Language is phenomenal. People from all the walks of life communicate through the use of different languages or gestures. We can all say that language is the most efficient and enjoyable means of communication. We express our emotions by the use of language. The fascinating thing about language is based on how it evolves and the use of similar words having different meanings to different people. Besides, language is a social identity that defines us, our origin or even one’s social status (Stout 46).
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My visit to Africa in particular Kenya made me appreciate Language. Slum dwellers in the capital city of Kenya, use the word tenje to mean a radio. Similarly, the rural inhabitants living in the western part of the country, use the same word to mean the same thing. On a contrary, those living in the estate in the suburbs of the capital city use the word tenje to mean a mobile phone. Clearly, the word is a tool that can be used to differentiate the social status or identity of a person, more than the interaction of different people (Stout 56).
Another fascinating topic about language is how it has evolved and changed with time. Through the interaction of people of various origin, the result is always a usage of a common language (Claudine 48). The resulting language may be a composition of different languages or dominated by a few. Some languages even become extinct in the process. Take for instance the Blackfoot language of the native Americans, the language that created cohesion and understanding among its users and that has become nothing. The language has also changed significantly where the old and the new generations use the language differently (Stout 46).
Restriction of individual languages in certain institutions is of great interest to any linguistic student. It may create equality at the same time causing more significant damage to one’s language. As said earlier, language establishes a sense of identity. Hampering one from using his or her native language robs a sense of belonging or identity (Claudine 78). A language may become defunct as a result of this. Back in the ancient time in America, schools and police force were restricted from using the Blackfoot language. Today, the repercussions are quite evident. Restoring the past state of the language will not only be difficult but costly to the government.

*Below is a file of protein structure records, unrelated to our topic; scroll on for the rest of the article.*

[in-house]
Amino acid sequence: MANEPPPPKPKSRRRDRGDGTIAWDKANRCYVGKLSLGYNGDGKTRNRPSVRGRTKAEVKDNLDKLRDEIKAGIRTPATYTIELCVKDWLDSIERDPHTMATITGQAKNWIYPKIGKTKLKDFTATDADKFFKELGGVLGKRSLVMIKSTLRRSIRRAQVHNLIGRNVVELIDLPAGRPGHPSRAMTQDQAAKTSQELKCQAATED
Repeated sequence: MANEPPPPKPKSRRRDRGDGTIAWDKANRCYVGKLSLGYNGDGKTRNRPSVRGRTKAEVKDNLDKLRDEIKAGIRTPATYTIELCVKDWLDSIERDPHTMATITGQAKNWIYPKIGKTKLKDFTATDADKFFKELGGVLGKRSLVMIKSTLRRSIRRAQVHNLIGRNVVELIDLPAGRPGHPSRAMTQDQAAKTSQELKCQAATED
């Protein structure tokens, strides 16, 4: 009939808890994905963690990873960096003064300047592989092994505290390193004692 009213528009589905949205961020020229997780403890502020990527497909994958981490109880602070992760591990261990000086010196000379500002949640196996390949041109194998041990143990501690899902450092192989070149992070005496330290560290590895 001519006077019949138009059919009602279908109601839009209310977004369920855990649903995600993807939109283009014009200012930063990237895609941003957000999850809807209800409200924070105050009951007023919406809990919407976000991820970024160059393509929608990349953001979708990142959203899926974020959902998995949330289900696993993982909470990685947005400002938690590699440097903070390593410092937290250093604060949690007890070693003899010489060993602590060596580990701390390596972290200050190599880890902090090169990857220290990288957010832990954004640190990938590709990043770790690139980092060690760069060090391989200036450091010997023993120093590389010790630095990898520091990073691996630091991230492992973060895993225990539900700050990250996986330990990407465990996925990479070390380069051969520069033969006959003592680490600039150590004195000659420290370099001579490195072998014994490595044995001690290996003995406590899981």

One thing that I don’t comprehend about language is the reason why it changes and the period it takes to change. I keep contemplating the answers to these two questions. Personally, I have been using the same native language I used at a tender age. It may be impossible for me to realize the changes that have occurred probably due to my ignorance. Could there be any mystery behind the change or extinction of a certain language? (Stout 44) The questions could be answered through comprehensive research by the students in conjunction with linguistic professional. Further reading would supplement the research (Claudine 92).
In conclusion, the topics covered are nothing less than a lifetime knowledge. The topics have made me embrace and appreciate language mainly my mother tongue. Language gives a person a sense of identity. It shows who I am even in a foreign land. I have learnt to appreciate the native speakers rather than viewing them as old fashioned. I yearn to find out more in the future.
Stout, Mary. Blackfoot. Milwaukee, WI: Gareth Stevens Pub., 2005.
Chamoreau, Claudine. Dynamics of Contact-induced Language Change. Berlin: De Gruyter Mouton, 2012.